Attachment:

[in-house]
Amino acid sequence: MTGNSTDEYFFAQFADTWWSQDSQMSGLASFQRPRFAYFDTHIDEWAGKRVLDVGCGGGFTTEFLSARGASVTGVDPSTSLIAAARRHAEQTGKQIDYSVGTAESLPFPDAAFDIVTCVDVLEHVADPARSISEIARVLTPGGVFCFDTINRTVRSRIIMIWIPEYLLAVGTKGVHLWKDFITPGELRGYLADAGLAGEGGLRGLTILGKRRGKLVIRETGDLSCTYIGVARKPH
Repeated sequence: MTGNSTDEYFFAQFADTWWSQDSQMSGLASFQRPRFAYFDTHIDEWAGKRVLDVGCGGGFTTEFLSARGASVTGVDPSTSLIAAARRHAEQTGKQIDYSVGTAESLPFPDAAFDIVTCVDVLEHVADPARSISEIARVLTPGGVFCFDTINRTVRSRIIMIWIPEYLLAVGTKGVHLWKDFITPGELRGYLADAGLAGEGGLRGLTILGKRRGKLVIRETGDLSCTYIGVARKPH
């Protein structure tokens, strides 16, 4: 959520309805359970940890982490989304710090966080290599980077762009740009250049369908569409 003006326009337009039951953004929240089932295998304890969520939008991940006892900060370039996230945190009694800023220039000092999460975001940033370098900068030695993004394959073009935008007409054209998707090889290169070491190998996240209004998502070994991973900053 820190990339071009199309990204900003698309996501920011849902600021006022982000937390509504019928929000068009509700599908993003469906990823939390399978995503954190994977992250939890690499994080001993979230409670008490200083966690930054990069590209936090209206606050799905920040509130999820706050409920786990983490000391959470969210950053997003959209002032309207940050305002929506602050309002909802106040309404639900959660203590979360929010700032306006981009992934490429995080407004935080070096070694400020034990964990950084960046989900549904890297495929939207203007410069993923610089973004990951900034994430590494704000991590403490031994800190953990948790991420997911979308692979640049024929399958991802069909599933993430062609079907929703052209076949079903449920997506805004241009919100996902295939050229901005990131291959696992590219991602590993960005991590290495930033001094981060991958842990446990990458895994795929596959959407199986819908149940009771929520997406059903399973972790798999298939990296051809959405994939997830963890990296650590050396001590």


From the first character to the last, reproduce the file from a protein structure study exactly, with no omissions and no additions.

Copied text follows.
[in-house]
Amino acid sequence: MTGNSTDEYFFAQFADTWWSQDSQMSGLASFQRPRFAYFDTHIDEWAGKRVLDVGCGGGFTTEFLSARGASVTGVDPSTSLIAAARRHAEQTGKQIDYSVGTAESLPFPDAAFDIVTCVDVLEHVADPARSISEIARVLTPGGVFCFDTINRTVRSRIIMIWIPEYLLAVGTKGVHLWKDFITPGELRGYLADAGLAGEGGLRGLTILGKRRGKLVIRETGDLSCTYIGVARKPH
Repeated sequence: MTGNSTDEYFFAQFADTWWSQDSQMSGLASFQRPRFAYFDTHIDEWAGKRVLDVGCGGGFTTEFLSARGASVTGVDPSTSLIAAARRHAEQTGKQIDYSVGTAESLPFPDAAFDIVTCVDVLEHVADPARSISEIARVLTPGGVFCFDTINRTVRSRIIMIWIPEYLLAVGTKGVHLWKDFITPGELRGYLADAGLAGEGGLRGLTILGKRRGKLVIRETGDLSCTYIGVARKPH
């Protein structure tokens, strides 16, 4: 959520309805359970940890982490989304710090966080290599980077762009740009250049369908569409 003006326009337009039951953004929240089932295998304890969520939008991940006892900060370039996230945190009694800023220039000092999460975001940033370098900068030695993004394959073009935008007409054209998707090889290169070491190998996240209004998502070994991973900053 820190990339071009199309990204900003698309996501920011849902600021006022982000937390509504019928929000068009509700599908993003469906990823939390399978995503954190994977992250939890690499994080001993979230409670008490200083966690930054990069590209936090209206606050799905920040509130999820706050409920786990983490000391959470969210950053997003959209002032309207940050305002929506602050309002909802106040309404639900959660203590979360929010700032306006981009992934490429995080407004935080070096070694400020034990964990950084960046989900549904890297495929939207203007410069993923610089973004990951900034994430590494704000991590403490031994800190953990948790991420997911979308692979640049024929399958991802069909599933993430062609079907929703052209076949079903449920997506805004241009919100996902295939050229901005990131291959696992590219991602590993960005991590290495930033001094981060991958842990446990990458895994795929596959959407199986819908149940009771929520997406059903399973972790798999298939990296051809959405994939997830963890990296650590050396001590």